Celia, Sally, Bree, and April meet their freshman year at Smith College, and the four of them couldn't be more different. Celia is our narrator, a lapsed Catholic who had the foresight to smuggle a bottle of vodka in to her suitcase. Sally is recovering from the loss of her mother just months before, and unsure she is willing - or able - to make friends and enjoy college. Bree has arrived with a diamond ring on her finger and the next fifty years of her life planned. And April is a red-haired, radical feminist who can't fathom that she could ever be friends with the likes of Celia, Sally, and Bree.
But friends they become, however unlikely, and for the next four years they see each other through heartache and heartbreak, love, loss, all night study sessions and skipped classes, too much booze and too much food, and before they realize it, they've graduated and moved on to bigger pastures. But they remain close until an argument on the eve of Sally's wedding threatens to undo the bonds of the past years. And then April disappears, and they aren't sure if they can ever recover from the loss.
To Sullivan's credit, I could see where she was going with this novel, but unfortunately, between the extraordinarily abrupt ending and the lack of character development, she never quite hits the mark. Celia, Sally, Bree, and April are caricatures of themselves, with April being the most confusingly drawn of all four. Sullivan takes what could have been a fantastic strong female lead and simultaneously paints her as (forgive me, Gloria Steinem, but there is no other word I can use here) a femi-nazi and an increasingly weak apologetic little girl. Celia, Sally, and Bree vacillate between having their acts together and behaving like insipid, spoiled little rich girls, but truly, what Sullivan did with April's character was baffling.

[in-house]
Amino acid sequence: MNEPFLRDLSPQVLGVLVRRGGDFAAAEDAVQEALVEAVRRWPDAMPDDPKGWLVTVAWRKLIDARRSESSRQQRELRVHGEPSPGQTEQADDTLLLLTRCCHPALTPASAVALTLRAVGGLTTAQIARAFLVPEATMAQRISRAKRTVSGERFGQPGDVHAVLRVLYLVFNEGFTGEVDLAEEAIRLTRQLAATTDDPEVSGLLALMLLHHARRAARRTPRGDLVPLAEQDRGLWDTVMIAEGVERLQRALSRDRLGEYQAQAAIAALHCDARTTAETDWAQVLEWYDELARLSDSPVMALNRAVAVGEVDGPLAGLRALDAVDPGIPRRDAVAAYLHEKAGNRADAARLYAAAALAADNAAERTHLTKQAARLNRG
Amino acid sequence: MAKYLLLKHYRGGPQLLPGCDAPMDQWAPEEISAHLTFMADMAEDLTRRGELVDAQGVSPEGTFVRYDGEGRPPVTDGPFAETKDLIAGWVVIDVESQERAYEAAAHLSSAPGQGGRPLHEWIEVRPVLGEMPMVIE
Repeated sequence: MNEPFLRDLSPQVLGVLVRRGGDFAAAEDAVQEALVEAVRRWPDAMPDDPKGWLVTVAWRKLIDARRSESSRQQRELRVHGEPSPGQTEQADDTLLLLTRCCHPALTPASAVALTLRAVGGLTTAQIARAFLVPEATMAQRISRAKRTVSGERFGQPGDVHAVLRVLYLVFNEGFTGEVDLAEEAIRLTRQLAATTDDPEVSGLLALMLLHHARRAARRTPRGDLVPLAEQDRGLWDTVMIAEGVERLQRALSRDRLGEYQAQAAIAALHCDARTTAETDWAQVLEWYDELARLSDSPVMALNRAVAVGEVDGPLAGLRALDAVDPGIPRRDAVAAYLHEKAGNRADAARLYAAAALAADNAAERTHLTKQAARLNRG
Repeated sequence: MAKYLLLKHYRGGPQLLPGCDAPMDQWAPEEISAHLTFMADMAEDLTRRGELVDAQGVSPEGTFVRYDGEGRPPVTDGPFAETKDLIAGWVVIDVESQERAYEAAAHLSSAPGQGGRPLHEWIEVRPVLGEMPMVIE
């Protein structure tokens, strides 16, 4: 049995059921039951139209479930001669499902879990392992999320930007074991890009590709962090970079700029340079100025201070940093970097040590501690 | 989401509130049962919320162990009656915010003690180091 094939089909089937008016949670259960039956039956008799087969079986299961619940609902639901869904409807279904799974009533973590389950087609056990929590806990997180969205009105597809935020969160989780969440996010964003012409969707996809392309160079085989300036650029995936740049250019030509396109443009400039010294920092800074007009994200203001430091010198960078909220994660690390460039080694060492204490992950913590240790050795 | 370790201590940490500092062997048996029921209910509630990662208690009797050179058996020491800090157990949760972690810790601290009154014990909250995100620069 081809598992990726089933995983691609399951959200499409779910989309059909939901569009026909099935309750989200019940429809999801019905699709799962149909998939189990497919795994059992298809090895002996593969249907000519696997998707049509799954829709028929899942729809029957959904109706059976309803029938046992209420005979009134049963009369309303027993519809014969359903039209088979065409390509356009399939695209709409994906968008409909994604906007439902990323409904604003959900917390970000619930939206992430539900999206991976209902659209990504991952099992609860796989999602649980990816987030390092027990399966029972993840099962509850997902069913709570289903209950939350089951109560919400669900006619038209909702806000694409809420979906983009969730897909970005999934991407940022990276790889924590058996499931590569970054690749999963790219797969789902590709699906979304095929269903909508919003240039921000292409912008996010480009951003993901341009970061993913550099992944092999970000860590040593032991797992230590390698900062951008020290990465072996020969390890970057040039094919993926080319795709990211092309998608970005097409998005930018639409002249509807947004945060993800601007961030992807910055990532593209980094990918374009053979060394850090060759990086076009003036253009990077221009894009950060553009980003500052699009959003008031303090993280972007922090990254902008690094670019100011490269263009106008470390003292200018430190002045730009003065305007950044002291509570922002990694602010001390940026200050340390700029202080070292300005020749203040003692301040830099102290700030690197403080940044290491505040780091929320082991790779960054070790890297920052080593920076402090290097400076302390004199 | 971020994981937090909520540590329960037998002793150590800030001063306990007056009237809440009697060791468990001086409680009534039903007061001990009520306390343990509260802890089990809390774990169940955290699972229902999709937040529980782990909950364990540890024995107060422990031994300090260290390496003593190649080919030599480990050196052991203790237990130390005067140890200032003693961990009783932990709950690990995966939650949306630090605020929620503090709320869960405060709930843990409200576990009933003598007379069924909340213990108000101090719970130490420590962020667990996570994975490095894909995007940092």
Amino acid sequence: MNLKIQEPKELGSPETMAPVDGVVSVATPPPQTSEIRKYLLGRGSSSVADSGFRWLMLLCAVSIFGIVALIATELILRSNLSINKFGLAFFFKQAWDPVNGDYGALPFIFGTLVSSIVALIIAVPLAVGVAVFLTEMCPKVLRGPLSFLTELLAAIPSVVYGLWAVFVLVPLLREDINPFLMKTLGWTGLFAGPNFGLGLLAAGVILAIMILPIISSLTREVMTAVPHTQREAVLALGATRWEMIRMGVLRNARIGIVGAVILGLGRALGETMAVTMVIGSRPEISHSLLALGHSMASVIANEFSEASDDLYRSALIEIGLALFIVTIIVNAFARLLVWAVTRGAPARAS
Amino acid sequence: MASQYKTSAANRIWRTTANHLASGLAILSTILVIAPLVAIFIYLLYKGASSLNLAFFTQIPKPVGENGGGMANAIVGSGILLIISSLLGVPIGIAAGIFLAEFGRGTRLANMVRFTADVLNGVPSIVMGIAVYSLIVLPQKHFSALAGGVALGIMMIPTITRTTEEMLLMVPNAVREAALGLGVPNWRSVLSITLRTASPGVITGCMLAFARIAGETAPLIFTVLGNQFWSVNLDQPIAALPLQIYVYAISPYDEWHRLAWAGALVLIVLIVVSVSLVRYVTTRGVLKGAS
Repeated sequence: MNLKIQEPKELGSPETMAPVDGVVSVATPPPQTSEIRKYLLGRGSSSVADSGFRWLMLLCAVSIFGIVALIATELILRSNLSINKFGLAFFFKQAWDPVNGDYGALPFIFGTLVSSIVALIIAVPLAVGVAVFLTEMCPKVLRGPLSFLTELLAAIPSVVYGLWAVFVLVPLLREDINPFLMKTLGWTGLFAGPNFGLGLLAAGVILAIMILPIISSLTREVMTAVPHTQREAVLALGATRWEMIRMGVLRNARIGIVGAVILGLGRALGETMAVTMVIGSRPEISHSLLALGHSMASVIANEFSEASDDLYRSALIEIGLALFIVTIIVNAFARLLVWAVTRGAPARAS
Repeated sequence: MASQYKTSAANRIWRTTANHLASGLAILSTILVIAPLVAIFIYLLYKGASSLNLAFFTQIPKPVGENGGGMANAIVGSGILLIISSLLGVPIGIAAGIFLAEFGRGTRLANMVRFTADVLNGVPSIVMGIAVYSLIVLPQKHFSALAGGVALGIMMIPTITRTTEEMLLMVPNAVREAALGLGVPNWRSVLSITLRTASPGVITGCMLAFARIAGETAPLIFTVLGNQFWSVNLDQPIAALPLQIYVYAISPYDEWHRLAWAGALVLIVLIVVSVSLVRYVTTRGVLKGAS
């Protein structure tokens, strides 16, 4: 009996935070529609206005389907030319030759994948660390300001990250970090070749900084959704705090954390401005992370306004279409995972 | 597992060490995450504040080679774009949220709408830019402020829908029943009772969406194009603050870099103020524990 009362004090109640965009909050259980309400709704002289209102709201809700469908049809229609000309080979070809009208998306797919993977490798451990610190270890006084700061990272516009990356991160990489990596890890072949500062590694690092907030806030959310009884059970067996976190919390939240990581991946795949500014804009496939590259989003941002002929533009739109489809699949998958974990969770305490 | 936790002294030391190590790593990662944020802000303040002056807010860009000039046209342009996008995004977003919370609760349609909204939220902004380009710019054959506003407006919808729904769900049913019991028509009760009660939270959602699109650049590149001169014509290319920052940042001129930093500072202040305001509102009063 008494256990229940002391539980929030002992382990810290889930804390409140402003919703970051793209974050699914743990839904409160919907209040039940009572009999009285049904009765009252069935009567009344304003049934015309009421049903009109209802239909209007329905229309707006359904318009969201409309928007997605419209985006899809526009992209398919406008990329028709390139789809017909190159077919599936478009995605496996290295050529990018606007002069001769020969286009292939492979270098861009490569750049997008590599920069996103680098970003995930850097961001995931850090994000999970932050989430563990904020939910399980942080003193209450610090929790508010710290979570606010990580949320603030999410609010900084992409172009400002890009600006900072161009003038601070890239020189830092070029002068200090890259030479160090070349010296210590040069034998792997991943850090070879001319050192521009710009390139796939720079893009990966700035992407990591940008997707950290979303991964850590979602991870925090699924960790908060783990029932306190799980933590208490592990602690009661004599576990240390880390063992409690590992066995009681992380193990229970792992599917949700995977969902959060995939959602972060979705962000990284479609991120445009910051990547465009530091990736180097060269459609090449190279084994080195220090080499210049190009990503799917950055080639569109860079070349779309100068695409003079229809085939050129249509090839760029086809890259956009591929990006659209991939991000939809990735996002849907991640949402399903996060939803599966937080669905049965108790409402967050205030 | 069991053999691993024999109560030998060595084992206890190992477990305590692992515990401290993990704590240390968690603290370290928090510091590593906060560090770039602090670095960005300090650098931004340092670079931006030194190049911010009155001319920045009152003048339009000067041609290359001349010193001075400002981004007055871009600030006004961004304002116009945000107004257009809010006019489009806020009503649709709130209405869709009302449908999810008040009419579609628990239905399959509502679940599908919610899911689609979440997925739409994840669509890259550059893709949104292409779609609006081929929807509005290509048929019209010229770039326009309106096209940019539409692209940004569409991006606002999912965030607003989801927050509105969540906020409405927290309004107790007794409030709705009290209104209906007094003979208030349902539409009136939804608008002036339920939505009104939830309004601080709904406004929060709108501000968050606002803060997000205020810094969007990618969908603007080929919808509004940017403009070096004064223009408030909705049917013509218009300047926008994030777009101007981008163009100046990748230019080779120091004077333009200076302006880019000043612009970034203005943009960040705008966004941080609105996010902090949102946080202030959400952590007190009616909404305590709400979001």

I wanted to like this book, but in the end, I found that all I felt was irritation at having invested the time in it.